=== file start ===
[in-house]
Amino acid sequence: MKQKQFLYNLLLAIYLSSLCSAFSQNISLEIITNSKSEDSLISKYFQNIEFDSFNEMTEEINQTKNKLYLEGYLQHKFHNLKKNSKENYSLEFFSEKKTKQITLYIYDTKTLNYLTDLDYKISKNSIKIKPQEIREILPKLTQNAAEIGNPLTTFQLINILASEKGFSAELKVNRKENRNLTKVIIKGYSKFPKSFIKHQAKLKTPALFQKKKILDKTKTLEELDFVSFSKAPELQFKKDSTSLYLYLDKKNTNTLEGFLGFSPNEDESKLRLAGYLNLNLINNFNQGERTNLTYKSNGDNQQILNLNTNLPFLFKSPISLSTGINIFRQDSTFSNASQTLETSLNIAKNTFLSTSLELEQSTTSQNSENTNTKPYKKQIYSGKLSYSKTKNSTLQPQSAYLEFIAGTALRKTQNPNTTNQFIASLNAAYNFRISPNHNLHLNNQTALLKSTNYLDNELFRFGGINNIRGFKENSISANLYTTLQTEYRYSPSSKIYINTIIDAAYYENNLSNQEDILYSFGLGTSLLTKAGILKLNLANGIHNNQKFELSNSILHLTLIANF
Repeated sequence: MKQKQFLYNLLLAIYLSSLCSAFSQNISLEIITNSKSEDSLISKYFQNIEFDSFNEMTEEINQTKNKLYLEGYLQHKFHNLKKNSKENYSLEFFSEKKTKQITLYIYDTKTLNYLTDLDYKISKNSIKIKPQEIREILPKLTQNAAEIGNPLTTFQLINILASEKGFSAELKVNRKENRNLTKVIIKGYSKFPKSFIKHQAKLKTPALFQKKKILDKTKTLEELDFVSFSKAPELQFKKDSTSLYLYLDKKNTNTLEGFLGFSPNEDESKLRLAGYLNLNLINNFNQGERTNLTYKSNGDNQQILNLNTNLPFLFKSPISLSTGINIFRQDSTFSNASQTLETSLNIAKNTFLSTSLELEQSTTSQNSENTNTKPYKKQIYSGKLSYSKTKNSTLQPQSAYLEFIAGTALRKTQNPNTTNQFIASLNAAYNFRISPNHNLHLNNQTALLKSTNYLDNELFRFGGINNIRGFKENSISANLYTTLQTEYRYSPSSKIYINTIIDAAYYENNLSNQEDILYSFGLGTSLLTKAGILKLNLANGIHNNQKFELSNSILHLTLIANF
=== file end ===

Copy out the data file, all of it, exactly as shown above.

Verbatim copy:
[in-house]
Amino acid sequence: MKQKQFLYNLLLAIYLSSLCSAFSQNISLEIITNSKSEDSLISKYFQNIEFDSFNEMTEEINQTKNKLYLEGYLQHKFHNLKKNSKENYSLEFFSEKKTKQITLYIYDTKTLNYLTDLDYKISKNSIKIKPQEIREILPKLTQNAAEIGNPLTTFQLINILASEKGFSAELKVNRKENRNLTKVIIKGYSKFPKSFIKHQAKLKTPALFQKKKILDKTKTLEELDFVSFSKAPELQFKKDSTSLYLYLDKKNTNTLEGFLGFSPNEDESKLRLAGYLNLNLINNFNQGERTNLTYKSNGDNQQILNLNTNLPFLFKSPISLSTGINIFRQDSTFSNASQTLETSLNIAKNTFLSTSLELEQSTTSQNSENTNTKPYKKQIYSGKLSYSKTKNSTLQPQSAYLEFIAGTALRKTQNPNTTNQFIASLNAAYNFRISPNHNLHLNNQTALLKSTNYLDNELFRFGGINNIRGFKENSISANLYTTLQTEYRYSPSSKIYINTIIDAAYYENNLSNQEDILYSFGLGTSLLTKAGILKLNLANGIHNNQKFELSNSILHLTLIANF
Repeated sequence: MKQKQFLYNLLLAIYLSSLCSAFSQNISLEIITNSKSEDSLISKYFQNIEFDSFNEMTEEINQTKNKLYLEGYLQHKFHNLKKNSKENYSLEFFSEKKTKQITLYIYDTKTLNYLTDLDYKISKNSIKIKPQEIREILPKLTQNAAEIGNPLTTFQLINILASEKGFSAELKVNRKENRNLTKVIIKGYSKFPKSFIKHQAKLKTPALFQKKKILDKTKTLEELDFVSFSKAPELQFKKDSTSLYLYLDKKNTNTLEGFLGFSPNEDESKLRLAGYLNLNLINNFNQGERTNLTYKSNGDNQQILNLNTNLPFLFKSPISLSTGINIFRQDSTFSNASQTLETSLNIAKNTFLSTSLELEQSTTSQNSENTNTKPYKKQIYSGKLSYSKTKNSTLQPQSAYLEFIAGTALRKTQNPNTTNQFIASLNAAYNFRISPNHNLHLNNQTALLKSTNYLDNELFRFGGINNIRGFKENSISANLYTTLQTEYRYSPSSKIYINTIIDAAYYENNLSNQEDILYSFGLGTSLLTKAGILKLNLANGIHNNQKFELSNSILHLTLIANF